November 15, 2001
RE: Visiting Room at WERDCC
Dear Mr. Bryan Goeke:
The members of the WERDCC Executive Council just returned from their monthly meeting--and in an agitated state. As you know, the visiting room has become quite an issue here. I can't help but be amazed that in regard to public relations this problem continues.
We house nearly 1500 women here, and with the addition of a fifth bed in each room, will house more and more. But the visiting room capacity is set at 130. That boils down to the fact that the most inmates allowed to visit at one time is 60--60 inmates who have only one visitor each. That's a pitiful maximum. Of course in real life, not nearly that many are permitted to visit at a time. Most visitors bring someone with him or her. This prison is a long drive from nearly everywhere.
By policy we have five hours on a visiting day allotted to visit, but it's impossible to get an actual five hour visit. Our visitors are no longer permitted to approach the entry area until the visiting hours commence. Of course, the check-in time can be lengthy. (In the past they were allowed to check in 15 minutes or so before the hour to speed the process.) Then the inmate is called to come to the strip search area. That line can also be long. It's not uncommon to wait 45 minutes before we actually see our visitor.
Because of the overcrowding, visitors are sent away before they wish to leave. This administration says that they can kick out a visitor two hours after they check in. In some cases that's only a little over an hour of actual face-to-face visiting. You should feel the tension on a typical Sunday as the officers go from table to table telling visitors that their visit has been terminated due to the crowd. Many visitors drive four hours or more to see their loved one for less than two hours. No one is happy about this. This last Sunday visitors, who come in about an hour after visiting hours began, were told to come back around noon. We were already at full capacity. I know of several families who whiled away hours in Vandalia waiting to gain admittance only to visit for a short time. Unfortunately, our visitors are treated almost like inmates themselves. And that hurts my heart. It's emotionally difficult enough to visit a loved one in prison under the best of circumstances.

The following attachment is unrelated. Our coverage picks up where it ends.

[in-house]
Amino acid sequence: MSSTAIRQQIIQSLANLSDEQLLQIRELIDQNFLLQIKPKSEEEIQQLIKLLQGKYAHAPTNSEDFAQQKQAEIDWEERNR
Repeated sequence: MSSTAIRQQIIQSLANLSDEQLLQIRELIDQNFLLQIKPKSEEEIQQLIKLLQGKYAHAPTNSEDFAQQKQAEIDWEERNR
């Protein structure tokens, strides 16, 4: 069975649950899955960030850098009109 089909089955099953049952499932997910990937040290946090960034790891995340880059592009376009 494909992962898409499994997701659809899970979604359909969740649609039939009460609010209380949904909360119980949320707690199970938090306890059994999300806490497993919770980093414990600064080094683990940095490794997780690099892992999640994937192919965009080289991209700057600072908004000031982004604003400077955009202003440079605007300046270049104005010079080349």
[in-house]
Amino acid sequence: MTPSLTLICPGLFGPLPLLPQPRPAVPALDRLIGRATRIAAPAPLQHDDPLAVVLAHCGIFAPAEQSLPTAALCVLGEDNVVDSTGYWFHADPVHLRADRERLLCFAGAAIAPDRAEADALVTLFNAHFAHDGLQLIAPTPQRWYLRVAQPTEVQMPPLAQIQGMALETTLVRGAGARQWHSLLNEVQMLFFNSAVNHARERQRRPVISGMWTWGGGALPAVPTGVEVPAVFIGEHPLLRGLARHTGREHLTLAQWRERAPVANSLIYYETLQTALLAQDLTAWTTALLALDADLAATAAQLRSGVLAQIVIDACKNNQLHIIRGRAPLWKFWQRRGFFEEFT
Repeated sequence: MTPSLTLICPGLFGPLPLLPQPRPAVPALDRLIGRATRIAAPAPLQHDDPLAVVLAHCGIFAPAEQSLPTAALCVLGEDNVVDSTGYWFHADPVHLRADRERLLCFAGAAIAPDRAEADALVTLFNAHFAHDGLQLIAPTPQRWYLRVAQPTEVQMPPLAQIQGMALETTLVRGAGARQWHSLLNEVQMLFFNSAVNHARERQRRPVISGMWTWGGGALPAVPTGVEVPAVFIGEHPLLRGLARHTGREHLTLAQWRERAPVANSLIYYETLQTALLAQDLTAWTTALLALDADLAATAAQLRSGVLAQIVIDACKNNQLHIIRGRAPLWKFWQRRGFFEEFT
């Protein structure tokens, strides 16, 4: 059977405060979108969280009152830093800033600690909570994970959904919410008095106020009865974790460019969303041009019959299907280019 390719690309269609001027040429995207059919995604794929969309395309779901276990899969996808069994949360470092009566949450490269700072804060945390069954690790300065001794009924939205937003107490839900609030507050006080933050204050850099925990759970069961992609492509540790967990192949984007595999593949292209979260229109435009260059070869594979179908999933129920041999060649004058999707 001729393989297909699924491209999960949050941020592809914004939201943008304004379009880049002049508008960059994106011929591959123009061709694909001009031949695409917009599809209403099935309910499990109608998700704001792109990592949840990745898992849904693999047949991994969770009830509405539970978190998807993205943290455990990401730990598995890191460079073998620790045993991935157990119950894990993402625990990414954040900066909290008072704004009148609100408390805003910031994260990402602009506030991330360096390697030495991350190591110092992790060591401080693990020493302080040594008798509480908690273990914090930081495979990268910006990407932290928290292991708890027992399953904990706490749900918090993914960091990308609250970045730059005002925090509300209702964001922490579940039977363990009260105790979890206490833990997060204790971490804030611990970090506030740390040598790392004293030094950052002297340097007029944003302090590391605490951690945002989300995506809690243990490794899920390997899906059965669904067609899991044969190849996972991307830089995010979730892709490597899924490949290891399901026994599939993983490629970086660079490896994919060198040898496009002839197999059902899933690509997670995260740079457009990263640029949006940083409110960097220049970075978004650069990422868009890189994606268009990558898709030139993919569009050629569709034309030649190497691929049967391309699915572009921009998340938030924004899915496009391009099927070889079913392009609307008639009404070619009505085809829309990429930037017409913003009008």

We need to look closely at this problem--and we need to look outside the box. The maximum capacity of 130 needs to re-evaluated. Some of the tables could be replaced with smaller tables for couples and/or smaller groups. We are only allowed three adult visitors at one time, and children six and over count as adults, so most groups are small. The big round tables are not necessary. The visiting yard could be opened up so that visitors could mill back and forth. Most smokers would spend a lot of time out in the yard. That fact has been witnessed in the past when the yard was left open. There are four cameras covering the entire visiting room and yard plus officers. There is plenty of surveillance.
Contact with loved ones is of the utmost importance to us. Surely it's a well-known fact that inmates who receive regular visits are more likely to behave in prison and do better upon parole. It's the lost and alone who are in gravest danger of staying in trouble. As far as the community goes, it's extremely important for our families to see us and witness first hand that we are OK. I've seen many a mother weep at the sight of her imprisoned daughter--just to lay eyes on her and tell by her face that she's alright. I wont even go into the bonds between our children and grandchildren, who must attempt to maintain ties for years in the visiting room.
I know that Renz was a much smaller facility, but Officer Stacey Iburg ran the whole show all by herself with grace and skill. My mother still asks about her. It is possible to manage a visiting area with humanity and proficiency. In fact, Sgt. Powell did it here.
Please look into this matter. It's getting out of hand, and I can't bear to see children and the elderly mistreated, as well as my sisters in prison. Thank you for your assistance.
This page was updated on February 20, 2009